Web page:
Friday, March 20, 2015

Palabras Afines: Bailando

Bailando by Enrique Iglesias has been the big Spanish-language hit on the recent charts.  My students begged me to buy it and I read the lyrics and originally determined that it was not appropriate for the classroom.  But, upon further thought, I changed my mind.  Ultimately I decided that: 1) There probably wasn't a teen on the planet who hadn't already heard the song a hundred times already and 2) The mention of beer and tequila was no more of an endorsement than all the commercials my students regularly see when watching sporting events on television.

I have an adult class of beginners (novice low) in a local community college on Thursday nights, so I decided to use the song to make an activity for them on the topic of cognates.  This activity is easy and it highlights a lot of cognates in the language, making the point that there is already a lot of Spanish that my students know before they even begin to study.  (Even the wrong answer choices are cognates, so it will give you plenty of examples to work with.)  You can download it here.

Bailando Cognates Activity by AnneK at Confesiones y Realidades Blog

Is the activity appropriate for middle or high school students?  Well, I deleted the words "cerveza" and "tequila" in the song; that helps.  If you play it, there is likely to be someone in the room who either notices the words or knows the song well enough in English to point it out.  And, I am not unaware of the fact (ironic though it is) that deleting something draws more attention to it than just leaving it alone in the first place.  But, for better or for worse, there is nothing on the paper about alcohol.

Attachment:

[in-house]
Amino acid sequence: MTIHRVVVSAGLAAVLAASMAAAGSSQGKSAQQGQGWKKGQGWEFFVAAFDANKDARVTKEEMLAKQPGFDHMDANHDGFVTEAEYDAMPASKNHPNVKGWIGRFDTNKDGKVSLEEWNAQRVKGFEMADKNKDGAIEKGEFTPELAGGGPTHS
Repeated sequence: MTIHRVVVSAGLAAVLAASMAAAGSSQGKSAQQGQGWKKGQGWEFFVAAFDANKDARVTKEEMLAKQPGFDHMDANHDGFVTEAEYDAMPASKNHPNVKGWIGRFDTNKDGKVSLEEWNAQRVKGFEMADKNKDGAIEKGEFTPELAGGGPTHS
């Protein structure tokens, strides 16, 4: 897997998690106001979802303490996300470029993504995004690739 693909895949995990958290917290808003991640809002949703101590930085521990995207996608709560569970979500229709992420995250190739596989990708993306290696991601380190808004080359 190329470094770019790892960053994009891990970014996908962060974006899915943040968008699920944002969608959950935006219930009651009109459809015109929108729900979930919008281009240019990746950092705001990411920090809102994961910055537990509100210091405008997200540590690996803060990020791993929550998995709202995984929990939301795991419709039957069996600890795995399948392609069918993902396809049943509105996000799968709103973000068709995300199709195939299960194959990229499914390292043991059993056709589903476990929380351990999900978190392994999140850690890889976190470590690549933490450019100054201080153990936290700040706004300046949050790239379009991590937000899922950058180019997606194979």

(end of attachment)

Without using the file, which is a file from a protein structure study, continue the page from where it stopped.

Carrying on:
One might argue that there is some sexually suggestive language in the song.  Yes, and the counter argument would be that is only one interpretation of the lyrics and furthermore the song is in a language that the students do not grasp well enough for such things to come through.

Would I use this activity with my high school students?  If I talked to my principal first, yes.  I would lay out some ground rules and express my expectations to the students before we began the activity.  (The same talk I give them when we have to deal with poner in the preterite.)  Would I use this activity with middle school students?  No, I would not.

Still . . . proceed with caution.  No song, no activity, no lesson is worth your professional integrity.  So, if you feel this song and this activity is not appropriate for your class and your students; do not use it. 

All of that said, I love the song.  I think it is very singable and danceable, and it has a tune that won't get out of your head.  I love the repetitive "contigo" parts especially.

Have a great Friday and an even greater weekend, amigos.

Hasta pronto,



The Gifted Gabber said...

Anne! Thank you for this great activity! I love the song, myself, and am certain my students do, too. My students are middle school so I am not 100% if I will use the song/activity, but I am going to give it some serious thought - maybe even cutting it down or shortening to only a short piece of the song/cognate activity. I did a similar activity with Sie7e's song "Tengo Tu Love." Thanks again! --- Amy @

Jackie Carroll said...

I used this with my high school kiddos and they loved it! thanks!

Anonymous said...

Great cognate activity! I can´t wait to use this to start off the year in a fun, confidence-building way next semester! Thanks!

laura said...

Thanks so much for sharing! Great activity. Do you think it could "cuando" me miras instead of "cuanto"? It is so hard to distinguish the two.

Jammie Barker said...

How do we access the printable? Drop box says it is no longer available.

Unknown said...

How can we access the document? It says the file its not found on Drop Box

Unknown said...

Is there any way to download the document?

Katie Stewart said...

I can't find the download either

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